May 21, 2019

Stroble officially inaugurated as 11th president of Webster

Mark Burkhart (right) congratulates President Elizabeth Stroble after announcing the official installation of Stroble at Powell Symphony Hall on Saturday, Sept. 25.

Themes of identity and looking to the future took center stage at Webster University’s President Elizabeth Stroble’s inauguration on Sept. 25.

The installation ceremony, which was the culmination of a week of inauguration and homecoming events, took place at Powell Symphony Hall last Saturday.

“It’s really exciting to see all the faculty and staff out here to support Dr. Stroble in her official welcoming,” said Loren Douglass, a junior economics and marketing major.

The ceremony’s format has remained the same, but the venue has changed from the days of Jacqueline Grennan-Wexler, the last female president of Webster.

Grennan-Wexler, a former Sister of Loretto, was president of Webster College from 1965 to 1969. It was during this time that the Sisters of Loretto transferred control of Webster to a lay board of trustees.

“My inauguration was fairly simple,” Grennan-Wexler said. “It was held in January of 1965 in the Loretto-Hilton theater. It was very beautiful and very simple.”

Stroble’s inauguration was preceded by a video compilation of congratulations from various alumni. The ceremony began with a procession of faculty and staff in full academic regalia. After the procession, mistress of ceremony Leyna Nguyen, a 1992 journalism graduate of Webster, welcomed those in attendance. Nguyen spoke of how during Stroble’s first Webster convocation speech she stressed the importance of place and people in the moments of her life.

“May this be a wonderful convergence of place and people that creates a story that you will never forget,” Nguyen said.

The next part of the ceremony offered greetings and remarks from three different communities served by Webster.

“Webster Groves is home to Webster University,” said Mayor Gerry Welch. “Webster Groves and Webster University have grown together. We share a name and a link, and are grateful for the university’s presence.”

Dr. Dennis C. Golden, president of Fontbonne University, offered greetings from the academic community and from the alumni community. Webster Alumni Association president Todd R. Kohlbecker spoke about the far reach of the alumni base.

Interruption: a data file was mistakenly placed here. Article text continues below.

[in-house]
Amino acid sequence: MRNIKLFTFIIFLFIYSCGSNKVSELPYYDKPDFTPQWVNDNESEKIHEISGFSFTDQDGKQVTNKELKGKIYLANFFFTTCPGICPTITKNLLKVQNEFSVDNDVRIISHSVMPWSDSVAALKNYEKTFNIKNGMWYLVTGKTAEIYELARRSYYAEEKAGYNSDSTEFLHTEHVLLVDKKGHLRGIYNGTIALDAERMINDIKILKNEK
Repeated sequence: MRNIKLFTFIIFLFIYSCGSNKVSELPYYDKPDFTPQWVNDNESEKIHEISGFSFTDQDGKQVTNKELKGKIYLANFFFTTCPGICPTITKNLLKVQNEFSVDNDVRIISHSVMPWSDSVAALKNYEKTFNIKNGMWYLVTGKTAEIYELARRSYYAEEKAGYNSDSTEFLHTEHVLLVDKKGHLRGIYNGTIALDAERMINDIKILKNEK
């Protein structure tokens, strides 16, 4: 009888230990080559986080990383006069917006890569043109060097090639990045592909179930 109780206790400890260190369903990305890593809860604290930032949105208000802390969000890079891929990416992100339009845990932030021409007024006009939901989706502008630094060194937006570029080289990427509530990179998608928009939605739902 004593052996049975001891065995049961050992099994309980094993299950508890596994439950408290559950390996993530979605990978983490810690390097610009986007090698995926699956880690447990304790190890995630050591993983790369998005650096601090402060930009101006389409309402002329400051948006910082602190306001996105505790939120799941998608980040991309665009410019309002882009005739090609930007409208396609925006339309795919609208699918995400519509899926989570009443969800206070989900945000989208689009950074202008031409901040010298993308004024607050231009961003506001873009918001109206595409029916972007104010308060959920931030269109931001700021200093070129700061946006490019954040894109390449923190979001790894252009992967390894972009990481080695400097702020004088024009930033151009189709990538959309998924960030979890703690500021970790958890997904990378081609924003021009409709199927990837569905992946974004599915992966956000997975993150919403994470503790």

“You can see we are a diverse group. We are engaged in every imaginable profession and pursuit.” Kohlbecker said. “But what we have in common is a Webster education. Our experiences—academic, cultural and social—helped shape us into the people we are today.”

The greetings gave way to a presentation of gifts from the six groups Stroble will serve: the students, faculty, extended campus network, staff, alumni and the Board of Trustees. After this, Dr. Luis Proenza, president of the University of Akron where Stroble was senior vice-president, provost and chief operating officer.

“Dr. Stroble’s accomplishments at the University of Akron in academic operations and strategic partnerships areas are nothing short of amazing,” Proenza said. “Her impact on the development of our leadership teams, staff and student body also merits mention her today.”

At 11:05 am, Mark Burkhardt, chair of the Board of Trustees installed Stroble as the 11 president of Webster University—formally granting her all rights and responsibilities of the presidency. Stroble then made an inaugural address which focused on Webster’s identity in the past and looking forward to the future.

President Elizabeth Stroble gives her inauguration speech at the installation ceremony Saturday, Sept. 26, at the Powell Symphony Hall.

“We wanted to create an opportunity to celebrate Webster in all its diversity,” Stroble said. “Today’s event is about the past, present and the future of Webster University much more than it is to me about the 11 president who feels privileged to lead and serve this great community.”

The opening remarks of Stroble’s address helped to explain why inauguration was held nearly 14 months after she began her presidency—to have it coincide with homecoming and parents’ weekend, which is the only time the worldwide directors are at the home campus at the same time.

She also touched on the past, and how far the university has come.

“From the first eight Sisters of Loretto teaching a class for five students, we are now 3,048 faculty in 108 locations teaching well over 20,000 students representing 123 countries,” she said. “Webster, we have come a long way.”

Stroble’s address closed with a focus on the future, and where Webster stands at a critical time of redefinition.

“We must reinvent our institutions for relevance, responsiveness, sustainability and significance,” she said. “We are compelled as a creative, caring community to take action for the men and women of the world’s reserve. The need has never been greater for the kind of transformative opportunities that higher education provides. By being true to ourselves, we will together lead a vision for global and academic excellence.”

After Stroble’s address, her husband, Rev. Paul E. Stroble, closed the ceremony with an invocation prayer.

Emily Bahr, a junior mathematics major, said she was moved by the spectacle and scope of the inauguration ceremony.

“I thought it was all really incredible,” Bahr, who part of the color guard for the procession, said. “This was a great day for Webster, and I’m really excited to see what Dr. Stroble will do for Webster in the future for the university.”

Grennan-Wexler, who was unable to attend the ceremony, offered her own praises and hopes for Stroble.

“I would like to continue to see Webster invested in students, and reaching out to a great number of students,” she said. “I think Dr. Stroble is convinced on making that stable and I congratulate her for that.”

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